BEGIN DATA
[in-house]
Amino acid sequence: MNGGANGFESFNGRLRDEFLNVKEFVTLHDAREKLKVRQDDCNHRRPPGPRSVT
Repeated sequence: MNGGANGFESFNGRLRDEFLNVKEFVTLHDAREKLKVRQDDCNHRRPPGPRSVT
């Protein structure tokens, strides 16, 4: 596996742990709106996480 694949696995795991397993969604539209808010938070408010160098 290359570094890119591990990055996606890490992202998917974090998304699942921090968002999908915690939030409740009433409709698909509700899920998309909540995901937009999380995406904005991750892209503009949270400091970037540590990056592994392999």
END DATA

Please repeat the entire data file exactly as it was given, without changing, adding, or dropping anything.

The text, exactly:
[in-house]
Amino acid sequence: MNGGANGFESFNGRLRDEFLNVKEFVTLHDAREKLKVRQDDCNHRRPPGPRSVT
Repeated sequence: MNGGANGFESFNGRLRDEFLNVKEFVTLHDAREKLKVRQDDCNHRRPPGPRSVT
């Protein structure tokens, strides 16, 4: 596996742990709106996480 694949696995795991397993969604539209808010938070408010160098 290359570094890119591990990055996606890490992202998917974090998304699942921090968002999908915690939030409740009433409709698909509700899920998309909540995901937009999380995406904005991750892209503009949270400091970037540590990056592994392999």